One type of adult-oriented pay-per-call program that is still actively used today is the "International Dial-a-Porn" format. In fact, it appears that this format is the program of choice for those adult-services providers who want to avoid TDDRA rules. The reason this format is preferred by many providers is obvious: International Dial-a-Porn eliminates the risk of customer chargebacks to the provider (i.e., the carrier absorbs disputed charges from callers and passes these on to other or future callers in the form of higher toll-charge prices). With these international services, there are no price disclosures required, no TDDRA procedures in place for the caller to dispute the charges and there are no blocking controls in place to stop minors or the mentally handicapped from using the services. The threat of the loss of telephone service by the carrier in the event the telephone subscriber (either business or residential) refuses to pay for this type of international pay-per-call service is a powerful incentive to coerce payment. As many telephone subscribers are not fully informed of their rights or protections, they may often pay these bills under the belief that they cannot be credited.
The typical international dial-a-porn service in place today requires cooperation between the individual provider setting up the program and a foreign carrier willing to rebate the provider for a significant portion of the transmission charge for generating the call. The subscriber of the telephone line making the international call is charged for the transmission of the international call whether or not the subscriber is the party actually making the call. The information provider then receives a substantial portion of the charges paid by the telephone subscriber basically as a commission. For your reference, we have enclosed with these comments a news article recently released through the Scripps Howard News Service that provides further information on this subject matter.
Domestic carriers within the United States must have a responsibility to consumers in connection with this type of pay-per-call program. The FCC has previously ruled that these types of arrangements were expressly designed "to evade the consumer safeguards set forth in TDDRA and the Commission's rules." As a reference, see the letter from John B. Muletta, Chief of the Enforcement Division, Common Carrier Bureau of the FCC dated September 1, 1995 in connection with the informal ruling requested in FCC case number DA 95-1905. In his response, Mr. Muletta, stated directly on this issue that under TDDRA, carriers are required "to offer telephone subscribers the option of blocking access to pay-per-call services and prohibits the disconnection of basic telecommunications services for failure to pay pay-per-call charges." Mr. Muletta expanded on this by stating that the FCC "[was] committed to eliminating abusive practices which deprive consumers of their statutory rights concerning such servicesThe fact that the consumer does not directly pay the information provider does not exclude the service from the definition of pay-per-call if the payment is simply paid to the information provider by the carrier and then recovered from the consumer through the transport charge." The Alliance supports Mr. Muletta's position and we request that the FTC set forth its own set of regulations that will also enforce Congress's intent in connection with abuses found in this area and implement the consumer safeguards that were intended by Congress's enactment of TDDRA in 1992.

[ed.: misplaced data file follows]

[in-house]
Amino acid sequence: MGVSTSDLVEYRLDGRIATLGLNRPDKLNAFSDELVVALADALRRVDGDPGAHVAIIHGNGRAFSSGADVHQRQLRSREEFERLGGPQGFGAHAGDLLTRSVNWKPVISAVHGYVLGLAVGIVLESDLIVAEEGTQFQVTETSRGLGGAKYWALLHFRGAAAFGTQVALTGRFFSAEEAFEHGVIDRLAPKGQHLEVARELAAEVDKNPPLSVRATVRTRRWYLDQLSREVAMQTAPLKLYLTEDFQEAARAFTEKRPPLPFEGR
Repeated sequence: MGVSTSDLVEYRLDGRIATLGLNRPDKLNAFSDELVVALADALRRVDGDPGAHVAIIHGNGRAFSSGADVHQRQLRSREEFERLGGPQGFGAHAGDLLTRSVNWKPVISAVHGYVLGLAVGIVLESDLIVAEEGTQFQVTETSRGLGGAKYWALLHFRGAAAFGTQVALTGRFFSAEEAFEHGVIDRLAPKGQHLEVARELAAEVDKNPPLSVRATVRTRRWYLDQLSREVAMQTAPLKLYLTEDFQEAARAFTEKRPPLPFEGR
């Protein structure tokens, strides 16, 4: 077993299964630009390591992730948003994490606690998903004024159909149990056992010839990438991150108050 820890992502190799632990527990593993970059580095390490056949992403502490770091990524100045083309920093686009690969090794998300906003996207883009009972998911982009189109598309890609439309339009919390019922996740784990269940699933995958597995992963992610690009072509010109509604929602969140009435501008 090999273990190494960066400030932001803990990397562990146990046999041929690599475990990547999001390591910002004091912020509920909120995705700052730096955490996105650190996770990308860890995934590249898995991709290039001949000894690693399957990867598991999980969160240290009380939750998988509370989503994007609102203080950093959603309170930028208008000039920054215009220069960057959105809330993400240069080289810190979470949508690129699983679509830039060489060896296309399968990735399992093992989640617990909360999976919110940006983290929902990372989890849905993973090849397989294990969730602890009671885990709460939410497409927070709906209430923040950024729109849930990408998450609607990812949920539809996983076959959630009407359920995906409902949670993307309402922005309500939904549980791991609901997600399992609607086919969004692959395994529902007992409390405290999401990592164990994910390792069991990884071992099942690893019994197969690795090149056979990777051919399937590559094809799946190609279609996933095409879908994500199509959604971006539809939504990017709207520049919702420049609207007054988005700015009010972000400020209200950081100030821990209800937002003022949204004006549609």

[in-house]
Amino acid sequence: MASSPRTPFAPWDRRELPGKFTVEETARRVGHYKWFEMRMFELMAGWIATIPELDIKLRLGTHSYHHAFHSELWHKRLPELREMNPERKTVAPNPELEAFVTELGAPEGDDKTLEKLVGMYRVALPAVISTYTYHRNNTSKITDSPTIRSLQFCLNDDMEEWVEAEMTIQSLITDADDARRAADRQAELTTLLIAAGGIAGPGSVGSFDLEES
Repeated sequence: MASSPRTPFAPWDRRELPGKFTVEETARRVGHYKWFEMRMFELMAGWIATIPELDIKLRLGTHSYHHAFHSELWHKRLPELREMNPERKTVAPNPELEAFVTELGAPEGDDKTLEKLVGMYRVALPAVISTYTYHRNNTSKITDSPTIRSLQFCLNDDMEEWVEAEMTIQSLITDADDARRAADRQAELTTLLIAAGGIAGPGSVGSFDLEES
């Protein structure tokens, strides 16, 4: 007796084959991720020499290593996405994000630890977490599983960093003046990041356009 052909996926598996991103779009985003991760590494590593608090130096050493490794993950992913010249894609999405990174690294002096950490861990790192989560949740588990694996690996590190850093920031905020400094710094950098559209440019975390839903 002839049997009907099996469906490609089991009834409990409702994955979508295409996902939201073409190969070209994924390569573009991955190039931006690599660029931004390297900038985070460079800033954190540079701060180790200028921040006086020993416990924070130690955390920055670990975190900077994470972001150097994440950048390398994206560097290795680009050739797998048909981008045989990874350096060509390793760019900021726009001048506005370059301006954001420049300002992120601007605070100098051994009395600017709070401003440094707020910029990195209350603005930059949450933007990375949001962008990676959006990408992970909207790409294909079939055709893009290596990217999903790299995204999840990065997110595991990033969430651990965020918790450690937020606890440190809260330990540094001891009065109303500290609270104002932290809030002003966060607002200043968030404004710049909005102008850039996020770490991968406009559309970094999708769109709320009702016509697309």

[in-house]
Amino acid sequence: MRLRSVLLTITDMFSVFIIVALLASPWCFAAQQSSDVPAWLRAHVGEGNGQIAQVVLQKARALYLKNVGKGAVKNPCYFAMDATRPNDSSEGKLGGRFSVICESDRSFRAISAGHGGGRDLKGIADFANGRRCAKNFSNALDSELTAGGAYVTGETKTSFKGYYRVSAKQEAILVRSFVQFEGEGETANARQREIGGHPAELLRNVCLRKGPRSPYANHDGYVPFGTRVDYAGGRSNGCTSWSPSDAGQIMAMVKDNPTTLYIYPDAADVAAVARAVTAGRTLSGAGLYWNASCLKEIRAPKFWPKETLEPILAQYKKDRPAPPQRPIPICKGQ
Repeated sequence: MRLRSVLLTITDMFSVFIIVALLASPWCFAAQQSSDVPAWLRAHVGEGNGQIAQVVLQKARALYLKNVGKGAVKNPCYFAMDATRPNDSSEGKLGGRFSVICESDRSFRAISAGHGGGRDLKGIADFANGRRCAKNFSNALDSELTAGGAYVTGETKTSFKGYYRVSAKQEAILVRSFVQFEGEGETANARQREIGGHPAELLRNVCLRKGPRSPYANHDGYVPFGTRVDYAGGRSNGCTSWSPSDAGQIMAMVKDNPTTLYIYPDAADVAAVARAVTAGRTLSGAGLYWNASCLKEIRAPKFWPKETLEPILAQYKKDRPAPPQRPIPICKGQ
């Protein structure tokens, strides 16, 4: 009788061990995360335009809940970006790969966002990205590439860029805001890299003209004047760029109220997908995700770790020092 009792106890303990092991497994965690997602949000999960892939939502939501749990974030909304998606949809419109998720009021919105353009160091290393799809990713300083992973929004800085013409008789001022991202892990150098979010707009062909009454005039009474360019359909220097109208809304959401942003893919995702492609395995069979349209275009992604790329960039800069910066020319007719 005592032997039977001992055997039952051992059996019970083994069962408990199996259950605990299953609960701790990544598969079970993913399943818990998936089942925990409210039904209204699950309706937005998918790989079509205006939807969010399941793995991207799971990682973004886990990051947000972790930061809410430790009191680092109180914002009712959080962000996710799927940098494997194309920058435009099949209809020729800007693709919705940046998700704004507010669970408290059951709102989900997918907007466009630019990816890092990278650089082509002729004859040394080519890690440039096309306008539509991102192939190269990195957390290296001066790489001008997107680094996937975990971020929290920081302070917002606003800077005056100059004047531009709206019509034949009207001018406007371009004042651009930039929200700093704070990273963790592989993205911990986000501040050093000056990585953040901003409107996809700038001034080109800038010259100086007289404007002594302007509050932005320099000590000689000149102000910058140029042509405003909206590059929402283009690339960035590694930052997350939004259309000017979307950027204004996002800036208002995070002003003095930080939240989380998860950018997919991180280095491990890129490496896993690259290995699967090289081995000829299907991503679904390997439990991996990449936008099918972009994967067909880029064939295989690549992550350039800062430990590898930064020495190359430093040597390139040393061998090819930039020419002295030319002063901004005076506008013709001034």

International calls directed to adult services cannot be specifically blocked by telephone subscribers as is the case with pay-per-call services available over the (900) exchange. If a telephone subscriber desires to block adult-oriented international programs from their residence or business, then the subscriber must block all international calling, not just the international pay-per-call services. Under rules implemented by the FCC following TDDRA, telephone service could not be disconnected based upon a subscriber's failure to make payment for disputed pay-per-call billings. However, disconnection is a real threat to a telephone subscriber who disputes international call charges, including the calls made to the international dial-a-porn lines. Most importantly to the Alliance's interests, there is no child-proofing available to consumers in connection with international dial-a-porn. Currently, the door is wide open for our children to have easy access to these international adult programs unless each family chooses to block all international calling. Even then, it is only after the first such occurrence that this information is possibly made available to the consumer. The FTC may want to review the possibility of requiring that all long distance carriers identify a policy in writing regarding international pay-per-call disputes and to provide blocking of the same at the time service is initiated.
In the case of businesses, telephone calls made to the international porn services can easily be mixed in with their legitimate international business calls and be difficult, if not impossible, to detect or control without eliminating all of its international business telephone access. In addition, international dial-a-porn is not subject to the same detailed pricing disclosures in either the advertising or preambles that are required of (900) pay-per-call services. Under current laws, there is no requirement for detailed disclosures as is the case with the permitted presubscription arrangements or using (900) telephone numbers.